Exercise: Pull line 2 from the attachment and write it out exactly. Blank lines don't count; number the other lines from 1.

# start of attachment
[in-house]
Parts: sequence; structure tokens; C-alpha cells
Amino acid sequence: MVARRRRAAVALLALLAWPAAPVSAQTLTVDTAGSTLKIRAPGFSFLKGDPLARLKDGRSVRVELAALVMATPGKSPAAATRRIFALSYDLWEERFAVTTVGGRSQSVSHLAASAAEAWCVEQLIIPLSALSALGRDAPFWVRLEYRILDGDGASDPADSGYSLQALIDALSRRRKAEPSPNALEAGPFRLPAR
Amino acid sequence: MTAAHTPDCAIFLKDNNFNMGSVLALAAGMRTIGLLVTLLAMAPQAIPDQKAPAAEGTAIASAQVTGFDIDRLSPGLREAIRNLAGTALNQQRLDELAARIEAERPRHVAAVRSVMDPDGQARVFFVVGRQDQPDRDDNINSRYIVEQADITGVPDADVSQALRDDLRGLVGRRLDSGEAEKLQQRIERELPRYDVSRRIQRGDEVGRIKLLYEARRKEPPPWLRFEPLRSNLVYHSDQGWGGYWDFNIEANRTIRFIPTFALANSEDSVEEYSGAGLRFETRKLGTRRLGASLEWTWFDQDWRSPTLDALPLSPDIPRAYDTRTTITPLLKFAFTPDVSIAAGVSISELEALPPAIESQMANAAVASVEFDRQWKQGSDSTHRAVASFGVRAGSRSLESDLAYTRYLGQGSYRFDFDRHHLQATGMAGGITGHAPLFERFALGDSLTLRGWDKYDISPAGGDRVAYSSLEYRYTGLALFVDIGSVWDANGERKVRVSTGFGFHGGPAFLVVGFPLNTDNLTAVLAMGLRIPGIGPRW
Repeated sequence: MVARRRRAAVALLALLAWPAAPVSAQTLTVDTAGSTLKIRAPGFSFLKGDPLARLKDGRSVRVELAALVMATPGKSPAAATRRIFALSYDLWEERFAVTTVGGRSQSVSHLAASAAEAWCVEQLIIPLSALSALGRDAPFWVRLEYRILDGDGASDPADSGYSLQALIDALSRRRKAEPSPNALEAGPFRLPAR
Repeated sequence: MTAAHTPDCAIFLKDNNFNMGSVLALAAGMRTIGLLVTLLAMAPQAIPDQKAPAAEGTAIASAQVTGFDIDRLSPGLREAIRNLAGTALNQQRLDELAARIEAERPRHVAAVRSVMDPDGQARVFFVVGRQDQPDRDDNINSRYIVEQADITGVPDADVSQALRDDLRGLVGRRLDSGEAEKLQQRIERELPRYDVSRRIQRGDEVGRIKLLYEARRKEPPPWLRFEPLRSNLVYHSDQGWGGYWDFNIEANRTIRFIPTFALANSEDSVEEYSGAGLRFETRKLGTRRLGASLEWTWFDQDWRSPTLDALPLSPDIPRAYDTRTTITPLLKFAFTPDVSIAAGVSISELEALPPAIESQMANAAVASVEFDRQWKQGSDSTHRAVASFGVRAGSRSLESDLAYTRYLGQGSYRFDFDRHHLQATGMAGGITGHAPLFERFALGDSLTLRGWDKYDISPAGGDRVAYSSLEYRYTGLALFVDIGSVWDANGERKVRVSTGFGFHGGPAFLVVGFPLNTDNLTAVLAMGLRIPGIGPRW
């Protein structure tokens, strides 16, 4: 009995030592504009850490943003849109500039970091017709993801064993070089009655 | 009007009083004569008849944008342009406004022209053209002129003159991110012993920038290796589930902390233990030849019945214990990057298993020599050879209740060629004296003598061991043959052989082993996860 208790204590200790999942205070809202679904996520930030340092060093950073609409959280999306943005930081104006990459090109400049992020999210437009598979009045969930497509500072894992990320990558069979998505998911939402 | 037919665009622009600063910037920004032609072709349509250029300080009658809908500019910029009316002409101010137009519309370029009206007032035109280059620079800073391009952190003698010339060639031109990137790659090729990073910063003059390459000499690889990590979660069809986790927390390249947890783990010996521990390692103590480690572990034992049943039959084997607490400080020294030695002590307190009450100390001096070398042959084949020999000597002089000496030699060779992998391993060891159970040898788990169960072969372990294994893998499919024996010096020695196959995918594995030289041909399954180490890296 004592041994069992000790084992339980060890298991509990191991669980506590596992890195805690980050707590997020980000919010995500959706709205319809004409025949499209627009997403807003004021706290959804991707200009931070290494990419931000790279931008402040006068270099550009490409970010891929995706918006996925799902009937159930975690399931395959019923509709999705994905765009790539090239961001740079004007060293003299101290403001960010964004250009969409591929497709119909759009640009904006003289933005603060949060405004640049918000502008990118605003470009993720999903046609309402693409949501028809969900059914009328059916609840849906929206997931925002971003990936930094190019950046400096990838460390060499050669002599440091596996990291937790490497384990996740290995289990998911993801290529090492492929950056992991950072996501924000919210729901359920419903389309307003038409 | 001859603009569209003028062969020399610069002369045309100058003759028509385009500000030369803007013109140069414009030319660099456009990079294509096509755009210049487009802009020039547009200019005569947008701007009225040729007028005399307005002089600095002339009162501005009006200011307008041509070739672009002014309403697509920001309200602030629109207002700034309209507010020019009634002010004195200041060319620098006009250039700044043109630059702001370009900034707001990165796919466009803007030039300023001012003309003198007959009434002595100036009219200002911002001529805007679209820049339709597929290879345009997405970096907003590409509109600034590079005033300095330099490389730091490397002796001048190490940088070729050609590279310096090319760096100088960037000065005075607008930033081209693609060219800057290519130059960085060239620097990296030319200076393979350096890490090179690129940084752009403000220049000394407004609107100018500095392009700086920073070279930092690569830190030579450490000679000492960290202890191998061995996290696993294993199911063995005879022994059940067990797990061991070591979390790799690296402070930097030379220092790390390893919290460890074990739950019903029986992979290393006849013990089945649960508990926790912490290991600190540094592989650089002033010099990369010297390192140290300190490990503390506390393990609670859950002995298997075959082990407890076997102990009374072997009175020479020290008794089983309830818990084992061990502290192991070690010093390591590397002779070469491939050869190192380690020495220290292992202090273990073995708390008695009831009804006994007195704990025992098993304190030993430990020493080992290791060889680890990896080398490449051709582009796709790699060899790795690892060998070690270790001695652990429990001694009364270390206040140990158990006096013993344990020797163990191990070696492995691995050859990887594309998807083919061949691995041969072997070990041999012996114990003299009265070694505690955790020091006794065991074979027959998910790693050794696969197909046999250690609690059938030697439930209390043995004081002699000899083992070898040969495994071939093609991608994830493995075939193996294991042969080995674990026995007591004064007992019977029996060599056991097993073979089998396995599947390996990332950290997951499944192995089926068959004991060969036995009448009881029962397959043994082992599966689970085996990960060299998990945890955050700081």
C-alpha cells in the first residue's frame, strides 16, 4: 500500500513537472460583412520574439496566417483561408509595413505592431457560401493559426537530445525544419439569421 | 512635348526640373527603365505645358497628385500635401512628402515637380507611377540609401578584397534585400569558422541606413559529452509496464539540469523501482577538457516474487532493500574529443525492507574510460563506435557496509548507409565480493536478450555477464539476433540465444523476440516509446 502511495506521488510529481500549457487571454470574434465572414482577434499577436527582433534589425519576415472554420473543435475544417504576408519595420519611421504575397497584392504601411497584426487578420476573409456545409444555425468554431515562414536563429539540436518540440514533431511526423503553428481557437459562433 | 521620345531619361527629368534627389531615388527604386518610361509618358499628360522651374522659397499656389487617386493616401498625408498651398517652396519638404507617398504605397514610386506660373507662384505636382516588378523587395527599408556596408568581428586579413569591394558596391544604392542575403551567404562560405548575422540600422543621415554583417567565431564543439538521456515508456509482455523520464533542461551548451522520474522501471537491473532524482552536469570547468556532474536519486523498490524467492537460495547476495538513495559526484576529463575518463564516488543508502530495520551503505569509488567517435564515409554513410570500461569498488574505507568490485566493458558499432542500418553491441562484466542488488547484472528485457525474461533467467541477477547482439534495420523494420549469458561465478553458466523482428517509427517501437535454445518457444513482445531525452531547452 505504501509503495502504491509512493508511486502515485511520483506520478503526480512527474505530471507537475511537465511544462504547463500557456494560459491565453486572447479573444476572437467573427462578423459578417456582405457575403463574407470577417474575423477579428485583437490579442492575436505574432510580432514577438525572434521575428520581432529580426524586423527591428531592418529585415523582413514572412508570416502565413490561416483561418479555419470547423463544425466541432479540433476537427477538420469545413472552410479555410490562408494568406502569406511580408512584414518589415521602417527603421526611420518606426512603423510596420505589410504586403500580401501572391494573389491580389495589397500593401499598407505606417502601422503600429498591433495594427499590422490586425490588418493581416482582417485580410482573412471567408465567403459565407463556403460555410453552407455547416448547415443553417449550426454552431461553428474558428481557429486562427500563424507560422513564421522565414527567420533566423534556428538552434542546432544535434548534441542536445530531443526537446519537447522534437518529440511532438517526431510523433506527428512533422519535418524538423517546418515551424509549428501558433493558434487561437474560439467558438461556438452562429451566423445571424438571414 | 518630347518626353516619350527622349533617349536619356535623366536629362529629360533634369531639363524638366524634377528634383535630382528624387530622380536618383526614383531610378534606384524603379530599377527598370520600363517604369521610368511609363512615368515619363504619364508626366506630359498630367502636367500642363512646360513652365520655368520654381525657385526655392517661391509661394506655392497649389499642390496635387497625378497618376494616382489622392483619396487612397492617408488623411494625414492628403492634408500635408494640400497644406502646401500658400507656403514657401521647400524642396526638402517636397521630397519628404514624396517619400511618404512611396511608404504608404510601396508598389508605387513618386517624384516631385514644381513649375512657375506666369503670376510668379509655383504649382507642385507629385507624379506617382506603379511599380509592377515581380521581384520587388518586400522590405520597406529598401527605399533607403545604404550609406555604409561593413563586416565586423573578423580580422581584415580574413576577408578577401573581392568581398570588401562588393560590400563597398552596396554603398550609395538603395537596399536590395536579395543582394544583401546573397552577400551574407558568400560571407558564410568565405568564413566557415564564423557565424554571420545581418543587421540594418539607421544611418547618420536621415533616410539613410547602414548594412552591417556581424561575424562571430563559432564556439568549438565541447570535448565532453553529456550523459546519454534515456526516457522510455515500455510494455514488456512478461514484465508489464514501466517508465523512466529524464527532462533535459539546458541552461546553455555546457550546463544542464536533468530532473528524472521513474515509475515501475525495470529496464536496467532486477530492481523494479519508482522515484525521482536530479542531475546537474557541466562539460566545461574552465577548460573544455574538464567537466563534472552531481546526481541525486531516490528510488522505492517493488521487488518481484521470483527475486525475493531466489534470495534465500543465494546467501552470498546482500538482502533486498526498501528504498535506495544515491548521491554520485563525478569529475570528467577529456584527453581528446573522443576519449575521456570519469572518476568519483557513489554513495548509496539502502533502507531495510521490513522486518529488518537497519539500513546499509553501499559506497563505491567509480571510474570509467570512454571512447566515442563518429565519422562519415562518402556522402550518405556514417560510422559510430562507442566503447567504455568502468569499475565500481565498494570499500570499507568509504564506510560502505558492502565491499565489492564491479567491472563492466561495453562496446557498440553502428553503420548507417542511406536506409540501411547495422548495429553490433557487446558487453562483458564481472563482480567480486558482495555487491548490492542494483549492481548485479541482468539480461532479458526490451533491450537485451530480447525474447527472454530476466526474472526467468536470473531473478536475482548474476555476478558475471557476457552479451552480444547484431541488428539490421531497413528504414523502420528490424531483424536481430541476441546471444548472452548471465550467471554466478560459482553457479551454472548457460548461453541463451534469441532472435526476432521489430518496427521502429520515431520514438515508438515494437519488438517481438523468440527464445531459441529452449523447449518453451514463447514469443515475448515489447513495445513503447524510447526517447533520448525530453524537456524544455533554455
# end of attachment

Parts: sequence; structure tokens; C-alpha cells